Thank you very much for posting a copy of the original entry. Although the 'd' is different from 'discharge', the fourth letter is 'i', and there appear to be 4 dots suggesting 'i's, 'dilitation' [sic] is very likely. At the time when the entry was made, the concept of 'acute dilatation' of the heart was somewhat different from what we consider today. There were two very different perspectives. One related to the actual size of the heart - more specifically to the size of the internal chambers within the heart. The size of the heart as a whole reflects two major components: the chambers (right and left atria; right and left ventricules); and the heart muscle that surrounds the ventricular chambers (the atria have very thin walls with almost no muscle compared to the ventricles, which have to pump the blood through the lungs and the body). If the heart muscle becomes much thicker then the heart size may increase but the affected chamber/s will actually be restricted in volume, not dilated. Dilatation therefore refers to a situation where one or more chambers become bigger, ie the volume within the chamber/s is increased, which increases the overall size of the heart.

 

Back in the day, it was much harder for doctors to determine if the chambers of the heart were dilated. The definitive answer would be provided by a post-mortem examination. Before death, however, doctors were reliant on examination of the outside of the chest wall, plus chest x-ray (if available - even then, chest x-rays are notoriously unreliable for determining if one or more chambers are dilated). Most of the published studies that I have read on Disordered Action of the Heart (DAH) and Soldier's Heart, which diagnoses covered 'strain on heart' and the likes), did not use chest x-rays to determine heart size. Doctors usually relied on two ways to estimate the size of the heart when examining the chest: palpation; and percussion. With palpation, the doctor places a hand on the front left of the chest and feels for the tapping sensation where the apex of the left ventricle (which pumps the blood around the body) strikes the inside of the chest wall. This tapping sensation is known as the apex beat and is usually felt between a line down the middle of the sternum (breast bone) and an imaginary line drawn from the mid-point of the left clavicle (collar bone). The latter line is called, not surprisingly, the mid-clavicular line or MCL. If the apex beat is felt further out on the chest wall beyond the MCL then this suggests (but is not diagnostic of) an enlarged heart.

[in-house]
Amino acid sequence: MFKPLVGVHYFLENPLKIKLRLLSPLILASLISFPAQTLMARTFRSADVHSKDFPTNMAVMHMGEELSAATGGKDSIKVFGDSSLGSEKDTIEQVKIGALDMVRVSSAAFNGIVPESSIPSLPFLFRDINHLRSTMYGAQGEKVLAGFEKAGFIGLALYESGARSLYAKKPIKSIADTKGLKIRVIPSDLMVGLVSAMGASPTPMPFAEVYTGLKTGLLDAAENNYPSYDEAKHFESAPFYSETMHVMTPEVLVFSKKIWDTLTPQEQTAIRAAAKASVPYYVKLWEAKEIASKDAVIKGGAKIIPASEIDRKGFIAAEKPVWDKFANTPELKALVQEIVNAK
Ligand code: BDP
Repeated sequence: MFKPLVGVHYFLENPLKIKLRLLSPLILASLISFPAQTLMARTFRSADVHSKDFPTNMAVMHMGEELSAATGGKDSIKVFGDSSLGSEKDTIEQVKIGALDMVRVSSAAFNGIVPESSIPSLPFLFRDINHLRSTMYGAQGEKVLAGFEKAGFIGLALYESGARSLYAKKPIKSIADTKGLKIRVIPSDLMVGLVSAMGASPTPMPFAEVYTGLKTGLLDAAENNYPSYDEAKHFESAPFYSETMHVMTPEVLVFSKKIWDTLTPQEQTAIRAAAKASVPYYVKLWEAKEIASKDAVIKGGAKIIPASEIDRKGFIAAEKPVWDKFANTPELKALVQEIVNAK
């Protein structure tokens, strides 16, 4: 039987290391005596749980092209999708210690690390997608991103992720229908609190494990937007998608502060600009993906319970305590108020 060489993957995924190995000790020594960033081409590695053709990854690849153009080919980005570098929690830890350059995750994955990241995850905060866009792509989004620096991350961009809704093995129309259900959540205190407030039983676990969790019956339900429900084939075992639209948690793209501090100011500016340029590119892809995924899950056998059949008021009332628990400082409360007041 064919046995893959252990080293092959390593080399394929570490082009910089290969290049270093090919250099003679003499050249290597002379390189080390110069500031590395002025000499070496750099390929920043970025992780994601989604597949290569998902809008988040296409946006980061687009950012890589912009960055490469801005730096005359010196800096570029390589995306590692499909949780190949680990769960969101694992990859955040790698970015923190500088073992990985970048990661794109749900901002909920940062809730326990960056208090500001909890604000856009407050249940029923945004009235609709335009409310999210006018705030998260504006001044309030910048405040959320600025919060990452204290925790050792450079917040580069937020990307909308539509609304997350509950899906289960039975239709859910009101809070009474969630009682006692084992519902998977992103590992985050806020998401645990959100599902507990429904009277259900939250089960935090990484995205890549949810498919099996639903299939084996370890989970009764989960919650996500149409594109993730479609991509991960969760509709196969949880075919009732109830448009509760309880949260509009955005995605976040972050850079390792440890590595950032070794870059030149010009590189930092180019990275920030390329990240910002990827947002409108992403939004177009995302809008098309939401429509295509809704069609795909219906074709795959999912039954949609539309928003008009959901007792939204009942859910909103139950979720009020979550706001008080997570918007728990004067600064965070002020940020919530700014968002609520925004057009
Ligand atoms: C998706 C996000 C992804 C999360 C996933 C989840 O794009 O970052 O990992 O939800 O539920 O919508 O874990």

Percussion is the process of tapping on the chest wall and listening for the dullness over the heart versus the characteristic sound over the air-filled lungs. If you start in the middle of the chest and tap across the chest wall towards the side of the chest then you can usually detect where the dullness stops. This point is also compared to the MCL.

 

It is important to understand, however, that examination findings only tell you the point/s at which the apex beat and/or the edge of dullness on percussion are detected. You may infer things from these findings, such as the fact that the overall size of the heart may be enlarged, but you cannot be absolutely certain.

 

'Dilatation' was most often used to describe the fact that the apex beat and/or the percussion finding was displaced. As such, this term must be considered a finding and not a diagnosis. In patients who are very anxious, a normal size heart will beat more vigorously and produce a wider area of apex beat. This may mimic an increase in the size of the heart but is not associated with underlying heart disease.

 

Very rarely, the literature of the time refers to 'acute dilatation [of the heart]' as a rapidly progressive, usually fatal, condition in which the heart muscle becomes affected by something that causes severe weakness of the muscle, eg a virus or toxin. Today, we refer to this as an acute cardiomyopathy - this was definitely not the case here.